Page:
• "....Let me repeat that. If people read good things about a wine they tend to experience those good things. It stand to follow, and to reason then, that if people read good things about a wine in a review from a professional critic that they trust, that they tend to have a good experience with that wine...."

    Surprised that this would be one of the major conclusions of the AAWE's analysis of Cellar Tracker's user ratings, without the obvious offset, which would be something like "........If people read bad things about a wine in a review from a professional critic that they trust, they tend to have a bad experience with that wine...." It goes without saying, that opinions are partially formed by external influences, particularly for very subjective topics.....

    It should go without saying that most likely, a critic's praise of a good wine is because it is a good wine. And people tend to like good wine. Just that simple.

    Lots of other factors influence professional (and amateur) wine reviews, such as the typicity of a wine to a grape, region, or vineyard, which I personally find very helpful. I've had more than a few wines that I personally didn't care for, but which represented great balance and typicity of a well-made product, and most deserving of praise. I can appreciate it, praise it, but I still won't particularly like it, while others will.

    Thanks for the well-stated rant; very worthwhile, Greg!

    May 27, 2014 at 7:24 PM

  • Snooth User: lbpsfl
    140373 50

    Crowd-sourcing wine criticism is the thing that should be dead. I was a CellarTracker member for a year. It didn't take long for me to realize that CT reviews are not criticism. They are,": I like it's." A competent critic should either learn how to judge styles that they don't like, or they should shut the f#$% up.

    In particular, I recall bad reviews for wines that needed several more years of age. Find competent criticism and use it to drink rings around the idiots.

    May 27, 2014 at 7:42 PM

  • Your following is your own defense Greg. Many folks need to hear from someone like you, who has the great opportunity to really get to know the material. The journalists who attack wine critics are largely sound bite specialists who don't have the time to do the work you do. I don't always agree with you, but I recognize that you are really doing your job. That's why I keep reading Snooth.

    May 27, 2014 at 8:56 PM

  • Snooth User: djlevin
    478367 156

    Ibpsfl hit the nail on the head. As a trained, certified Sommelier... it took me time, but I was taught to judge and appreciate wine styles I did not personally enjoy. Just because any one individual does not enjoy a wine, has no relation to its quality. I am tired of BOTH CellarTracker AND professional wine critics on this issue. Evaluate structure, balance, age, varietal integrity, winemaker's style... Don't give me creative prose AND certainly don't tell my what YOU like. I write a wine blog (for free BTW) and just try to be informative...

    May 27, 2014 at 9:13 PM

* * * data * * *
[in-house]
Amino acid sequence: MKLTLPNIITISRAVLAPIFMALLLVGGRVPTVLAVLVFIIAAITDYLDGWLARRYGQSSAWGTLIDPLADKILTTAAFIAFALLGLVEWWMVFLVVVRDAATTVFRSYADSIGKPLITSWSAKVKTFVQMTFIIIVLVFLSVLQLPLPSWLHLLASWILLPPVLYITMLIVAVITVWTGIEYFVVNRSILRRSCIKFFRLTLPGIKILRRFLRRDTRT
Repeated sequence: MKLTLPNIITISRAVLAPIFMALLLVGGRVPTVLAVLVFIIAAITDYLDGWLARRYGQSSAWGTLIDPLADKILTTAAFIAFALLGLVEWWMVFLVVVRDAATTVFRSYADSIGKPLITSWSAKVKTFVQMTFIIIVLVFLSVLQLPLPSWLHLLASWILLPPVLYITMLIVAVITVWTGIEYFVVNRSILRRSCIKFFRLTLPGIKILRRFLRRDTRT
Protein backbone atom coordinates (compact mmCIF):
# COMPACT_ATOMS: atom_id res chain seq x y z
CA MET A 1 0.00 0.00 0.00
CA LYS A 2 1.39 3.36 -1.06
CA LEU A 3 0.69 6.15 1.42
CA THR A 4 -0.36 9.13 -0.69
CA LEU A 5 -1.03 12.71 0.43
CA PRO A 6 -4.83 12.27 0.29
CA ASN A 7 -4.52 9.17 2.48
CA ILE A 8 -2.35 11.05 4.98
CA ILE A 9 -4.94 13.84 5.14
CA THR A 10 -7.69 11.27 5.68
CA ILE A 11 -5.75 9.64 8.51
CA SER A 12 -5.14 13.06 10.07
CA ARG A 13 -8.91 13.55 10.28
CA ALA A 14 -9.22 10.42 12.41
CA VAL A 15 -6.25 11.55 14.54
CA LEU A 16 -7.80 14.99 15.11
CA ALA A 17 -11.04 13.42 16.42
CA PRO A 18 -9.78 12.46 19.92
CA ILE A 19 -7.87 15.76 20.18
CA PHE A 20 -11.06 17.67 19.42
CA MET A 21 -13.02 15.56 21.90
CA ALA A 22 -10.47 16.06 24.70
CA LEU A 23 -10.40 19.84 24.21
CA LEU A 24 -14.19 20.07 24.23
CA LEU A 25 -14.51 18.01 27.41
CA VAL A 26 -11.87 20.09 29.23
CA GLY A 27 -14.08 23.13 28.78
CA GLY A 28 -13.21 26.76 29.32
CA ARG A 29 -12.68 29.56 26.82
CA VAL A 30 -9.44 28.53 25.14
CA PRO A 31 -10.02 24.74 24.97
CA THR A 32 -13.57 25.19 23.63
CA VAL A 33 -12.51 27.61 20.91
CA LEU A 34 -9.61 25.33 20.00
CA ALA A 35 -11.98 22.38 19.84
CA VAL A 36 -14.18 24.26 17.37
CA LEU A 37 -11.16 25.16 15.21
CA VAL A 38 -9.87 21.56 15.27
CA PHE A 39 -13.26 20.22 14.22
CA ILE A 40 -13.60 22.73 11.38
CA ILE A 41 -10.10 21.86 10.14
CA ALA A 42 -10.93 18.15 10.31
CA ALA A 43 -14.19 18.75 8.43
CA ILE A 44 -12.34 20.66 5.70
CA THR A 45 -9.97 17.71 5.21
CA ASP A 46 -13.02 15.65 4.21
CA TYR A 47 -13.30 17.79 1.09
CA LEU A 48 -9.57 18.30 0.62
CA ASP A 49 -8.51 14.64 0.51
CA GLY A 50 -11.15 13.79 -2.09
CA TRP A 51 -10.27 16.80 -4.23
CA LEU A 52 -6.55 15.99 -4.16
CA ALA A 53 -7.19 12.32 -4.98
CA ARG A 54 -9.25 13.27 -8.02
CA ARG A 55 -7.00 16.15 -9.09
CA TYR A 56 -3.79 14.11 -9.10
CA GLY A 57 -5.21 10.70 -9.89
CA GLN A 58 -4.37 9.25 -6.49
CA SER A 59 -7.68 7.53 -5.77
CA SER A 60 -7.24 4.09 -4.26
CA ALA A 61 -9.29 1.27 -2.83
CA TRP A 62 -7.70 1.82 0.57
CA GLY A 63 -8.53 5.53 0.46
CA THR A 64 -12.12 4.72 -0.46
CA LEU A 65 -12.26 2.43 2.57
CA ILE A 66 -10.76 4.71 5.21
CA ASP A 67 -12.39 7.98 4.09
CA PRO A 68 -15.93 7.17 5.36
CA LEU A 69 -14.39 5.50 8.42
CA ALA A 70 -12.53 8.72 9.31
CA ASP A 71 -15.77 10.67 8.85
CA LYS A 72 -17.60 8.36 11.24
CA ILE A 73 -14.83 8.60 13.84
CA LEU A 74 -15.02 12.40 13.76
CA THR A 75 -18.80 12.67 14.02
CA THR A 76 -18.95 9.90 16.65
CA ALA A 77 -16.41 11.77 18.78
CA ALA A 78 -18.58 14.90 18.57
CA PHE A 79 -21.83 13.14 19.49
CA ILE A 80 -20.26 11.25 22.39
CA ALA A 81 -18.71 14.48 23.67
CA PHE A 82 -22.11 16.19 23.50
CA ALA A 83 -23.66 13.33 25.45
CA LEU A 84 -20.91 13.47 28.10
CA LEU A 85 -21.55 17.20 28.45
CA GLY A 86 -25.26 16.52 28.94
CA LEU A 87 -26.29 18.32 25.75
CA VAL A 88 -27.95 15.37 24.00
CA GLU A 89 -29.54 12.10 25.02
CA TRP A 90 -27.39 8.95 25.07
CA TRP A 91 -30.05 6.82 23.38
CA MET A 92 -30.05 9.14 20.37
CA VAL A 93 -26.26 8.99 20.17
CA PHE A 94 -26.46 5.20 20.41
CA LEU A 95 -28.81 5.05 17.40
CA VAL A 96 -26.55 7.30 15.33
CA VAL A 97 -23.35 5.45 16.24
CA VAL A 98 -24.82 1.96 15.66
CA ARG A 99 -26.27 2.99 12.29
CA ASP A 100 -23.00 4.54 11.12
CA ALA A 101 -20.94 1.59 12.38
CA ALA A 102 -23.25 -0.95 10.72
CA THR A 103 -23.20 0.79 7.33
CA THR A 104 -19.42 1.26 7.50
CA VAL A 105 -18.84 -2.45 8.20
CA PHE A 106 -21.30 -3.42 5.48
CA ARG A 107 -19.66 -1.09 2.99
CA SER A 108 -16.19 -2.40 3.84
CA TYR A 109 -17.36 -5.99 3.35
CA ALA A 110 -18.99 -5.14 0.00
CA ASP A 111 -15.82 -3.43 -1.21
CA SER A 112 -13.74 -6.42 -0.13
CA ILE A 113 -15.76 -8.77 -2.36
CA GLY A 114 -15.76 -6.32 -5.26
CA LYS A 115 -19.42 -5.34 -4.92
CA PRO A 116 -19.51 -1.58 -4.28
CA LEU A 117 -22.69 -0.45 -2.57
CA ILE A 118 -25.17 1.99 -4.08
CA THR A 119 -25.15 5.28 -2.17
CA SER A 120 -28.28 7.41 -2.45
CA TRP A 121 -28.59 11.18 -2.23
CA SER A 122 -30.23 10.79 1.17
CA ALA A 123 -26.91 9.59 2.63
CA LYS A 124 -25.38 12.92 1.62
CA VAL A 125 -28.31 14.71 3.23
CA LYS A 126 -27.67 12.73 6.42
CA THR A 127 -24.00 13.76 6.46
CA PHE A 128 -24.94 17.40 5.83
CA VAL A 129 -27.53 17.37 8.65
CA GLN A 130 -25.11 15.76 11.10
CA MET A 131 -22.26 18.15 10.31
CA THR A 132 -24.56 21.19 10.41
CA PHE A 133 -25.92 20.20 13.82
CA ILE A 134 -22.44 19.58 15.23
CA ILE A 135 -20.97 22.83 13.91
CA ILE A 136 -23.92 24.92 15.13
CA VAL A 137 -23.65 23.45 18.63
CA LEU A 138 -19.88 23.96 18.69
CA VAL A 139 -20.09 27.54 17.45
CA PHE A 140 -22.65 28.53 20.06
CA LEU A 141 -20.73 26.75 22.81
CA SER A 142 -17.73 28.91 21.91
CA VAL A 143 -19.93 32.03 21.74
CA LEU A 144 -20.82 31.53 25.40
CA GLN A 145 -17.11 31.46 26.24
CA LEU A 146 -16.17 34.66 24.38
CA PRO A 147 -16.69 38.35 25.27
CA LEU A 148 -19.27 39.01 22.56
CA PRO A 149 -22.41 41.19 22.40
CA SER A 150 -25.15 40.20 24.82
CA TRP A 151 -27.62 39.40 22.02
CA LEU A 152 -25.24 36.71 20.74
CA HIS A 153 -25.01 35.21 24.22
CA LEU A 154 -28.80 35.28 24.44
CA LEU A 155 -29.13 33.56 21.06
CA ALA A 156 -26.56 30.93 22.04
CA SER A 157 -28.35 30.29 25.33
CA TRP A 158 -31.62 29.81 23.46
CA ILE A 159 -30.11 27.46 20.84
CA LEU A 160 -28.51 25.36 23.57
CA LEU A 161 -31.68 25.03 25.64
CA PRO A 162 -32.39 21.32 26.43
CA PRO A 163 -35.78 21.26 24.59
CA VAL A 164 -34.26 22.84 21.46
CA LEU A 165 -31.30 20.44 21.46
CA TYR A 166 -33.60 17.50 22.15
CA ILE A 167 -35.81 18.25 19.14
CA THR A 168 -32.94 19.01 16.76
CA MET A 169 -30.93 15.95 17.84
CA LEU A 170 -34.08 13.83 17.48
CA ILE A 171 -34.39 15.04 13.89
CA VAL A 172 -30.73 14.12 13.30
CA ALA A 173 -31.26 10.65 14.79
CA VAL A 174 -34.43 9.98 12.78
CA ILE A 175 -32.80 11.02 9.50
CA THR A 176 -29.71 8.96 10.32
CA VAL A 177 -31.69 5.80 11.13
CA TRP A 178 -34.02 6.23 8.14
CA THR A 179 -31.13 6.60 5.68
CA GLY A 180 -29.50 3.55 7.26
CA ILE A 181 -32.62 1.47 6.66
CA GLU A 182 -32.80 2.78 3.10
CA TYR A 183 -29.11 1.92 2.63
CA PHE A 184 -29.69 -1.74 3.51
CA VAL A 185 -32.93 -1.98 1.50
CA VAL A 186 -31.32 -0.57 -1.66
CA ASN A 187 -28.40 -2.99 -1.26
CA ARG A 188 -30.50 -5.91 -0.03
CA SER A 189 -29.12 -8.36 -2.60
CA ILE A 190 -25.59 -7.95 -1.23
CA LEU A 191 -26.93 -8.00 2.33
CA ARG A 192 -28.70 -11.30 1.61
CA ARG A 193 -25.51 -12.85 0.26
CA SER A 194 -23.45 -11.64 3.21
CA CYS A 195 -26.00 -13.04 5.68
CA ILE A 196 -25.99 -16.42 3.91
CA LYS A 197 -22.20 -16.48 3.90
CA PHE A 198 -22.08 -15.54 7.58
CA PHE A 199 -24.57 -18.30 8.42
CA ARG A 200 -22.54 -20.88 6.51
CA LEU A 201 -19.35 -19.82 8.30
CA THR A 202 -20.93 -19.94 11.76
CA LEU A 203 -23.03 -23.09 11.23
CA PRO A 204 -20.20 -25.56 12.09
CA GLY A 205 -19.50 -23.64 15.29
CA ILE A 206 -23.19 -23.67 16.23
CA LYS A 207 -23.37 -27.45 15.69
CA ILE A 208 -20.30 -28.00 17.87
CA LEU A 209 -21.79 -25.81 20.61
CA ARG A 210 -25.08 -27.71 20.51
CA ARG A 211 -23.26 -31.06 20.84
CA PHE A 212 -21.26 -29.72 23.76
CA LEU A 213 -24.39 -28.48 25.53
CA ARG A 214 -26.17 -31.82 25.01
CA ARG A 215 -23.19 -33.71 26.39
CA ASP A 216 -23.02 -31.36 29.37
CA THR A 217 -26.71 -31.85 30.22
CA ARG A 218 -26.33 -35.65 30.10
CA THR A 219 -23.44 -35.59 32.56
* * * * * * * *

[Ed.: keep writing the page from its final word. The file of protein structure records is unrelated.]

• Agree that experience seems not to get much respect. Am constantly struck by the ignorance of wine reps speaking at tasting events. Folks who have never set foot in the country whose wine they're representing, purporting to be knowledgeable. Am chagrined, however, by the author's own inability to hyphenate unit modifiers. We should be correct at all levels, even grammar.

    May 27, 2014 at 9:32 PM

  • Snooth User: Brian Mack
    108176 30

    Great comments and an interesting topic. Guess it is sometimes easy to forget that it's only wine, eh? As much as we love it and what it does to us, it's still only fermented grape juice which needs food and friends and ambience to bring it to full glory. True that enthusiastic passion drives us to deeper levels of experience and knowledge about that which we love. But when we get a bit too serious about our passions, I find a good dose of perspective and context helps to keep things healthy.

    Hope this makes sense. Bit fuzzy having just come off a wine dinner pairing Cantonese cuisine with a vertical of Ch Pontet-Canet's best here in Kuala Lumpur. Yum. Going to try and blog about it later. Snooth on!!

    May 27, 2014 at 10:23 PM

  • Snooth User: jm428
    1446797 38

    While I certainly value the point of view of professional reviewers, I base little of my actual wine buying on their recommendations. Hunting for that superb bottle of Chateau Whatever is most often a futile effort in the upper Midwest. Many wine reviews are much like an issue of Car & Driver, superb evaluations of vehicles I will never drive.

    Jun 03, 2014 at 10:58 PM

  • Snooth User: djlevin
    478367 156

    JM428... you hit on something there. Professional critics spend too much time writing about small production wines that cannot be accessed by the general public due to availability, or price. While I may enjoy satisfying my curiosity (being in the trade), most wine drinkers probably couldn't care less. Does it make sense for 10 different professional critics to write reviews of a wine that is produced in quantities of less than 500 cases, or costs more than $200/btl? In this regard, many wine writers are not meeting the needs of the general wine drinking community.

    Jun 04, 2014 at 11:30 AM